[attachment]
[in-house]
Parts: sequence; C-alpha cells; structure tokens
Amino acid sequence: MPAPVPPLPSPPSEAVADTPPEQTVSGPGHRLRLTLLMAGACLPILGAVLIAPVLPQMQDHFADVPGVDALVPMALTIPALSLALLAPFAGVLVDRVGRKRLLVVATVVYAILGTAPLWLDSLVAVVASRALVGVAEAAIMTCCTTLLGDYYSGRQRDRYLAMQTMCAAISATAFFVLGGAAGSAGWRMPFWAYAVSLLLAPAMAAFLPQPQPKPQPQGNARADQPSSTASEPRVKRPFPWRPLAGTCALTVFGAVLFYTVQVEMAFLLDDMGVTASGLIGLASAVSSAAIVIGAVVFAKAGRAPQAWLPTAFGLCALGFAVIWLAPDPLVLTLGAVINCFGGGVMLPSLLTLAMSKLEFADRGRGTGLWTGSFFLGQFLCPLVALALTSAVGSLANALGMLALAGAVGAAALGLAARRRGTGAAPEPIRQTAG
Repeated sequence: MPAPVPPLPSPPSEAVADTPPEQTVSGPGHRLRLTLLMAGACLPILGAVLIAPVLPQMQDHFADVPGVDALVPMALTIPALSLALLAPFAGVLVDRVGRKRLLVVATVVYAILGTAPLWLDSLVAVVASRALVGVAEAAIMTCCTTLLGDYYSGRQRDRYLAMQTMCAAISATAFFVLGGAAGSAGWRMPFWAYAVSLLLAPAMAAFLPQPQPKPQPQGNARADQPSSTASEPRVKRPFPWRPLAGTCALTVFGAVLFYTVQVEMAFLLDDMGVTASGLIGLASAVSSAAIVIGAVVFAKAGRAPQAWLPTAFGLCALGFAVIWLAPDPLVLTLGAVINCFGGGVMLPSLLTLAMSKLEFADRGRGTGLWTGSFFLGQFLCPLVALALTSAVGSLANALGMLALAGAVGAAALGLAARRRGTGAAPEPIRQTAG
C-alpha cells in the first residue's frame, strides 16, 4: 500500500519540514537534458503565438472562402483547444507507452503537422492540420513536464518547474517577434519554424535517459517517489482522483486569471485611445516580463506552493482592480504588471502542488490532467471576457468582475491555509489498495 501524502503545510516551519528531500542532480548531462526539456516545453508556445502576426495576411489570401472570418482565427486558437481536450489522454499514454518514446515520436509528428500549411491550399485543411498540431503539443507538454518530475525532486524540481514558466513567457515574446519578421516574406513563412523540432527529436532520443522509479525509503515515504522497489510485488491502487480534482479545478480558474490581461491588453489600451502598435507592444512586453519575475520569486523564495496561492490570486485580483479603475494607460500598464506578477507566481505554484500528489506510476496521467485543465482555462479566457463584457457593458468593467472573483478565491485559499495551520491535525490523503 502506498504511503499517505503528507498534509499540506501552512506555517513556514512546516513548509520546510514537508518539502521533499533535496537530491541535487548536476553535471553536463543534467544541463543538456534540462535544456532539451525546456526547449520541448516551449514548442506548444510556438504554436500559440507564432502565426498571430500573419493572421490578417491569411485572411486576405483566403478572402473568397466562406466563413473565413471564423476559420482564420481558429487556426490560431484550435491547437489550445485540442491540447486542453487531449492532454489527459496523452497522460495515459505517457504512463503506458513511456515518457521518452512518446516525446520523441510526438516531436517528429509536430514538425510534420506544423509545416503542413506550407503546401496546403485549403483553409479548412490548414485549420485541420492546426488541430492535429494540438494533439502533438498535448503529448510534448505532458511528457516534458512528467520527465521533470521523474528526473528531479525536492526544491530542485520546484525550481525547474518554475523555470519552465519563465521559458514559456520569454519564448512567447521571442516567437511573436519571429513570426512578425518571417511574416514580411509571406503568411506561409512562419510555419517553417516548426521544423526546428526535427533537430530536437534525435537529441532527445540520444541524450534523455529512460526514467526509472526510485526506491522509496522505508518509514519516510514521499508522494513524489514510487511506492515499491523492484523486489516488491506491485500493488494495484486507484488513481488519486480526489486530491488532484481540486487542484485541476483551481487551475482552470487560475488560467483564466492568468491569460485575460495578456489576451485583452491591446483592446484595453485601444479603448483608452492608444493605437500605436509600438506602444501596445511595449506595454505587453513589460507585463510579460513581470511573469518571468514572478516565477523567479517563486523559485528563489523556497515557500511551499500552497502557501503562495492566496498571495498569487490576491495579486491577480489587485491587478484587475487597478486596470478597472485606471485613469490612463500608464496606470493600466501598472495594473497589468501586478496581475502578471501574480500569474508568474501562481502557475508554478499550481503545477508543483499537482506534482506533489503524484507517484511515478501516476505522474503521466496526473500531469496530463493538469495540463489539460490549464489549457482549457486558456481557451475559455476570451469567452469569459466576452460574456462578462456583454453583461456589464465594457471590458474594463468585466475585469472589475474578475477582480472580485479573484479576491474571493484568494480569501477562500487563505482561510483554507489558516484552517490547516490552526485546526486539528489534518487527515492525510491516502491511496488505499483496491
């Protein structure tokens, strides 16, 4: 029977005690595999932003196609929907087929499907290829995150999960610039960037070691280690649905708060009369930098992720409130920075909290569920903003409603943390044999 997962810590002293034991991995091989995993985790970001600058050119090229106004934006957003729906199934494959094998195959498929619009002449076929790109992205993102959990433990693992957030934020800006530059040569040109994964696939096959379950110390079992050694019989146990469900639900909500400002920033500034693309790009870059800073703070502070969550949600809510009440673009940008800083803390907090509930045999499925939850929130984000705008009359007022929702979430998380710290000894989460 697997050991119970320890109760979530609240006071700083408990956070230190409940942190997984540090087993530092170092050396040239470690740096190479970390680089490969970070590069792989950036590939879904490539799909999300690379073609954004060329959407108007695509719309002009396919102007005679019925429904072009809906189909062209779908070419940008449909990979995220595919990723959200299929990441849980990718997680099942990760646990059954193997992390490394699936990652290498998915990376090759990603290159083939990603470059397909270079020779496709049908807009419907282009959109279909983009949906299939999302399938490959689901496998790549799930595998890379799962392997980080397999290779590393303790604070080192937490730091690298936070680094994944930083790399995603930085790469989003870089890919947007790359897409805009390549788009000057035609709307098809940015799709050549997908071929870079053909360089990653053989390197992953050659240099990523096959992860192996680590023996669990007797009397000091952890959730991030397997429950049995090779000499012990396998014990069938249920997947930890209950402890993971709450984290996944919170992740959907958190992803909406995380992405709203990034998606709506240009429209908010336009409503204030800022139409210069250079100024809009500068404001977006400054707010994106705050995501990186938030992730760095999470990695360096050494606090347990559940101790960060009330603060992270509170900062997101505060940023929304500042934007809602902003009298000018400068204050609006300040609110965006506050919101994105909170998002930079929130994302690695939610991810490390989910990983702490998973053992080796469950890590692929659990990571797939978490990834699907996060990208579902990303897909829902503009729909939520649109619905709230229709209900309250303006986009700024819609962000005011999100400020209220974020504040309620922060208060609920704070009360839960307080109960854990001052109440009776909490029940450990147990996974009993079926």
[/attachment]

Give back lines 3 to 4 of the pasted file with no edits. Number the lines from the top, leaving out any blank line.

Amino acid sequence: MPAPVPPLPSPPSEAVADTPPEQTVSGPGHRLRLTLLMAGACLPILGAVLIAPVLPQMQDHFADVPGVDALVPMALTIPALSLALLAPFAGVLVDRVGRKRLLVVATVVYAILGTAPLWLDSLVAVVASRALVGVAEAAIMTCCTTLLGDYYSGRQRDRYLAMQTMCAAISATAFFVLGGAAGSAGWRMPFWAYAVSLLLAPAMAAFLPQPQPKPQPQGNARADQPSSTASEPRVKRPFPWRPLAGTCALTVFGAVLFYTVQVEMAFLLDDMGVTASGLIGLASAVSSAAIVIGAVVFAKAGRAPQAWLPTAFGLCALGFAVIWLAPDPLVLTLGAVINCFGGGVMLPSLLTLAMSKLEFADRGRGTGLWTGSFFLGQFLCPLVALALTSAVGSLANALGMLALAGAVGAAALGLAARRRGTGAAPEPIRQTAG
Repeated sequence: MPAPVPPLPSPPSEAVADTPPEQTVSGPGHRLRLTLLMAGACLPILGAVLIAPVLPQMQDHFADVPGVDALVPMALTIPALSLALLAPFAGVLVDRVGRKRLLVVATVVYAILGTAPLWLDSLVAVVASRALVGVAEAAIMTCCTTLLGDYYSGRQRDRYLAMQTMCAAISATAFFVLGGAAGSAGWRMPFWAYAVSLLLAPAMAAFLPQPQPKPQPQGNARADQPSSTASEPRVKRPFPWRPLAGTCALTVFGAVLFYTVQVEMAFLLDDMGVTASGLIGLASAVSSAAIVIGAVVFAKAGRAPQAWLPTAFGLCALGFAVIWLAPDPLVLTLGAVINCFGGGVMLPSLLTLAMSKLEFADRGRGTGLWTGSFFLGQFLCPLVALALTSAVGSLANALGMLALAGAVGAAALGLAARRRGTGAAPEPIRQTAG